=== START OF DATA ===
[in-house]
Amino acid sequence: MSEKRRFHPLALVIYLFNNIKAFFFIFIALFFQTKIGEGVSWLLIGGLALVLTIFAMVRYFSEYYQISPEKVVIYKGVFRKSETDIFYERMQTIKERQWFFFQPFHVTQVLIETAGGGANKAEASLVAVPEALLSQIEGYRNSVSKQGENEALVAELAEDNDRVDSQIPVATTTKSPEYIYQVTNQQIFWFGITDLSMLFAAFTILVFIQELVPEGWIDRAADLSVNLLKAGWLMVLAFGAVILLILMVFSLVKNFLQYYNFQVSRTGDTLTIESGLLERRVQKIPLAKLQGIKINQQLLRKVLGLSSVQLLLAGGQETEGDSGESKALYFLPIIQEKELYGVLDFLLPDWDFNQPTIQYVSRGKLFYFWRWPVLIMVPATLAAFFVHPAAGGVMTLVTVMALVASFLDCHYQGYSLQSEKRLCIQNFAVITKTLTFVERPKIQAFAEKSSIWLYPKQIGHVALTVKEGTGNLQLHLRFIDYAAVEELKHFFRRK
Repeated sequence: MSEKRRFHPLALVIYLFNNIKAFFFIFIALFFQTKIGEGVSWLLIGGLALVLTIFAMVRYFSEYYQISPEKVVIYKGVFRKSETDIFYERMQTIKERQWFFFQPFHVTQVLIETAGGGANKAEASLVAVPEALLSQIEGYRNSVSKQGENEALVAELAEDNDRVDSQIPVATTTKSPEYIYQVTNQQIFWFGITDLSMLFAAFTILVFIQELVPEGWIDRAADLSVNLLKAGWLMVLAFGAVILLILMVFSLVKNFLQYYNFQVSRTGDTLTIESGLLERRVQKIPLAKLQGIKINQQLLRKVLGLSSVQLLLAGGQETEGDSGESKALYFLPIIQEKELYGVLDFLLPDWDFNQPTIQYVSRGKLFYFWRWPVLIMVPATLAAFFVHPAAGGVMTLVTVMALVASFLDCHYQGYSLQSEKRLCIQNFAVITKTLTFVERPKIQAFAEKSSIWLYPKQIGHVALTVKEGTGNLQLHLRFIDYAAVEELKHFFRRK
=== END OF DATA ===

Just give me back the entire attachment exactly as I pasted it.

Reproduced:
[in-house]
Amino acid sequence: MSEKRRFHPLALVIYLFNNIKAFFFIFIALFFQTKIGEGVSWLLIGGLALVLTIFAMVRYFSEYYQISPEKVVIYKGVFRKSETDIFYERMQTIKERQWFFFQPFHVTQVLIETAGGGANKAEASLVAVPEALLSQIEGYRNSVSKQGENEALVAELAEDNDRVDSQIPVATTTKSPEYIYQVTNQQIFWFGITDLSMLFAAFTILVFIQELVPEGWIDRAADLSVNLLKAGWLMVLAFGAVILLILMVFSLVKNFLQYYNFQVSRTGDTLTIESGLLERRVQKIPLAKLQGIKINQQLLRKVLGLSSVQLLLAGGQETEGDSGESKALYFLPIIQEKELYGVLDFLLPDWDFNQPTIQYVSRGKLFYFWRWPVLIMVPATLAAFFVHPAAGGVMTLVTVMALVASFLDCHYQGYSLQSEKRLCIQNFAVITKTLTFVERPKIQAFAEKSSIWLYPKQIGHVALTVKEGTGNLQLHLRFIDYAAVEELKHFFRRK
Repeated sequence: MSEKRRFHPLALVIYLFNNIKAFFFIFIALFFQTKIGEGVSWLLIGGLALVLTIFAMVRYFSEYYQISPEKVVIYKGVFRKSETDIFYERMQTIKERQWFFFQPFHVTQVLIETAGGGANKAEASLVAVPEALLSQIEGYRNSVSKQGENEALVAELAEDNDRVDSQIPVATTTKSPEYIYQVTNQQIFWFGITDLSMLFAAFTILVFIQELVPEGWIDRAADLSVNLLKAGWLMVLAFGAVILLILMVFSLVKNFLQYYNFQVSRTGDTLTIESGLLERRVQKIPLAKLQGIKINQQLLRKVLGLSSVQLLLAGGQETEGDSGESKALYFLPIIQEKELYGVLDFLLPDWDFNQPTIQYVSRGKLFYFWRWPVLIMVPATLAAFFVHPAAGGVMTLVTVMALVASFLDCHYQGYSLQSEKRLCIQNFAVITKTLTFVERPKIQAFAEKSSIWLYPKQIGHVALTVKEGTGNLQLHLRFIDYAAVEELKHFFRRK